Routines, policies, procedures, and rules follow us throughout our entire life. All rules should be disclosed at the beginning of school. Rules should also be posted as a reminder to all students. Frequent review of the rules should highly be considered. High energy and creativity can possibly pose a problem in the art classroom and frequent review of the rules can help keep those problems at a minimum. Routines are hugely significant in effective classroom management. All routines should be established at the beginning of the school year, so all students will know what to do upon entrance into the classroom. A few weeks into schools’ students should be successfully start working on designated projects. Students should know where all supplies are located, for the most part. Daily routines are important and should be followed. Routines should become second nature to students.










Safety and Legal Requirements

                  Safety in the art classroom is extremely important. Safety guidelines should precede every lesson and proper use of safety equipment should be demonstrated prior to use. Safety equipment should also be clean and easily accessible to students and teachers. Sometimes dangers in the art classroom can be overlooked since they may not be as apparent as other classrooms. Here are a couple of ways art teachers can keep classrooms safe:

  1. Make sure each student knows the rules of safety and follows them.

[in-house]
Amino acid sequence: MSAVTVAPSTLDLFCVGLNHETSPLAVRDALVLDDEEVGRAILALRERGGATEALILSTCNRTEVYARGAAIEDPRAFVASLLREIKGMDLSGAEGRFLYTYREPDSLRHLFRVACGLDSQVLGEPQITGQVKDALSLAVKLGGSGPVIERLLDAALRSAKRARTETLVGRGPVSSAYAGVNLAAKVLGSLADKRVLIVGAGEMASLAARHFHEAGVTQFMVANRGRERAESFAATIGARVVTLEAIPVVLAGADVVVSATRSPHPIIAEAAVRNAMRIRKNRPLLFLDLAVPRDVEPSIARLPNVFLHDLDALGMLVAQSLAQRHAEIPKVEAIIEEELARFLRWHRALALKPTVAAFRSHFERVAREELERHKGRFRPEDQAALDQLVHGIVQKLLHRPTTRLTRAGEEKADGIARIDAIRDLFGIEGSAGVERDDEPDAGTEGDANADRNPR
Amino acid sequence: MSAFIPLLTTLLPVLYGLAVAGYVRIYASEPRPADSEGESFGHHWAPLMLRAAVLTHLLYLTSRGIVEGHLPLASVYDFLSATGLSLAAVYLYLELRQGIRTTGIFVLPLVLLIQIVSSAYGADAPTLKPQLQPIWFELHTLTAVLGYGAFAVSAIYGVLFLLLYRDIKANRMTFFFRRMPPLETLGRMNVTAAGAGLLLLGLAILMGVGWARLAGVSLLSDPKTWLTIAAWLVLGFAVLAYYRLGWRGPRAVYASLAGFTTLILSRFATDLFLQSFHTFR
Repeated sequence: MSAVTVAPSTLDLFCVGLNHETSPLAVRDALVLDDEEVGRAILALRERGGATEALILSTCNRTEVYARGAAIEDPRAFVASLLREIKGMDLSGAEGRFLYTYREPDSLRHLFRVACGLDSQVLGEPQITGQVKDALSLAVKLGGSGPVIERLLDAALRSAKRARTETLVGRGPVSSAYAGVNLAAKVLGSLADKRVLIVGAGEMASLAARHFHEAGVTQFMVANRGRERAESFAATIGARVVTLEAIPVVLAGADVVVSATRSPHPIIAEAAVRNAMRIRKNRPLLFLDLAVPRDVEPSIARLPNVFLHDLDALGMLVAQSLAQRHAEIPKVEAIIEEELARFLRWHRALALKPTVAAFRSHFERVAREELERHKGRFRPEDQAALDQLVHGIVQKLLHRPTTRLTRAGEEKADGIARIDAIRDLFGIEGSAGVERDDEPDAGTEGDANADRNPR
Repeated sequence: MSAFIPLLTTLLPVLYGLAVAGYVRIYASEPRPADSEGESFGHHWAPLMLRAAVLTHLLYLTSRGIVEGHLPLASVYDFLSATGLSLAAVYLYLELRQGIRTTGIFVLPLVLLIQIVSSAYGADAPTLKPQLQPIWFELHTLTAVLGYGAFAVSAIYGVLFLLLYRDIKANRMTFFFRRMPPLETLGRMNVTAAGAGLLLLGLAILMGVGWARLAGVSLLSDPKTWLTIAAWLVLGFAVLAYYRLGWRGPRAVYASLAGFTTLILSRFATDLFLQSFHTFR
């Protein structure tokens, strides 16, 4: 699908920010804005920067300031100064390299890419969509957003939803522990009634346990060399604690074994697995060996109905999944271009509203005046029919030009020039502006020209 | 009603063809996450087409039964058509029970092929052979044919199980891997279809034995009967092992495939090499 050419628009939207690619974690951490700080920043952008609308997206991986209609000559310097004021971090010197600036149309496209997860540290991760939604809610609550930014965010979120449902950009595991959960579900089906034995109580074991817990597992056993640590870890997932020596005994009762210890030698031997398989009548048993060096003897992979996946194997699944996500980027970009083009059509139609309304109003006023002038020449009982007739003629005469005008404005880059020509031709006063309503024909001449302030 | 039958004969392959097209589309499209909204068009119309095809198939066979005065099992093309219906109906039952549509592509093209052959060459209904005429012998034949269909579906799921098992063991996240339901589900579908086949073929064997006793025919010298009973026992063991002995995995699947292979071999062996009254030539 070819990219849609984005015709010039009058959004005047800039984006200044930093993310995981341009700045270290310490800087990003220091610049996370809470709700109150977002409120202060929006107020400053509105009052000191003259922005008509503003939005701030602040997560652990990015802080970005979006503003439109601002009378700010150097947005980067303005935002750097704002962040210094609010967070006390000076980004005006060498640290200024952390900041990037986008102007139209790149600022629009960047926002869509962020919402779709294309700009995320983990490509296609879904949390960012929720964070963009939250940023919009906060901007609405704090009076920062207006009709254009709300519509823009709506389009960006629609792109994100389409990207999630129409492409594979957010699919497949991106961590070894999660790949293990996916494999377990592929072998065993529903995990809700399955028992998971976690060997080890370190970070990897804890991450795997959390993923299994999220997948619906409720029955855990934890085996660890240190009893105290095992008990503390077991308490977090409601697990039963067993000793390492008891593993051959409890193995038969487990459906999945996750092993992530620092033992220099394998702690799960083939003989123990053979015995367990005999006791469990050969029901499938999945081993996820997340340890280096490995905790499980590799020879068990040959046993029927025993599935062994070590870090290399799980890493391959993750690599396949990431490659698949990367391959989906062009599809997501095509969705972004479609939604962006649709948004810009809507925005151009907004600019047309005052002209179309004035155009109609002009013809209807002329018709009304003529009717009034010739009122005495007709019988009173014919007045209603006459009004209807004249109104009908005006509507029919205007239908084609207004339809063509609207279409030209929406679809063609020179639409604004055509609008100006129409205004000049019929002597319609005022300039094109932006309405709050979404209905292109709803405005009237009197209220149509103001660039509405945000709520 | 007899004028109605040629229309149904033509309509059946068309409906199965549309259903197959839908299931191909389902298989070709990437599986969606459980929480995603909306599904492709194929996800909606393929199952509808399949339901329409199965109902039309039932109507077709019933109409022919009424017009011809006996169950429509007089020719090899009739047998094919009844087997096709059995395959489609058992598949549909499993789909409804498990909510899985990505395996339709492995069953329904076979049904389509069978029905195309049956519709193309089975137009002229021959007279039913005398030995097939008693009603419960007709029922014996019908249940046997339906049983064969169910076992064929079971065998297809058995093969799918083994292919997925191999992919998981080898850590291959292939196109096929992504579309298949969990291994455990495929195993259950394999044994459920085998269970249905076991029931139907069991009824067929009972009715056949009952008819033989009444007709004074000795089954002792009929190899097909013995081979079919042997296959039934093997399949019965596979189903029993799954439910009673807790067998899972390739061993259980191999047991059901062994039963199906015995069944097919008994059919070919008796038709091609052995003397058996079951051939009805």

2. Only use materials that are safe for students to use and make sure to read the labels.
  3. Hang decorative safety signs around the classroom to remind everyone to follow the rules.

Teacher supervision while students are working with toxic materials or hazardous equipment is important. At no point should teachers not be supervising students while operating hazardous equipment. Art safety in the classroom should be aligned with the guidelines from the Art and Creative Materials Institute (ACMI), which the Fairbanks North Star Borough School District has adopted in the current Art Curriculum.

Working with administration and parents

                  Teachers working with administrators and parents is very vital. The more teachers collaborate with parents there is less of chance for behavioral issues. If students know parents and teachers communicatined often they would probably be more reluctant to act out. Communication between teachers and parents should not just be a negative situation. Teachers should also report to parents when students are doing what they are supposed to be doing or going above and beyond. Collaboration with administrators is important as well. When teachers work together to support students, students display a positive attitude. Students want to know teachers, administrators, and parents are supporting them.

Planning and Instruction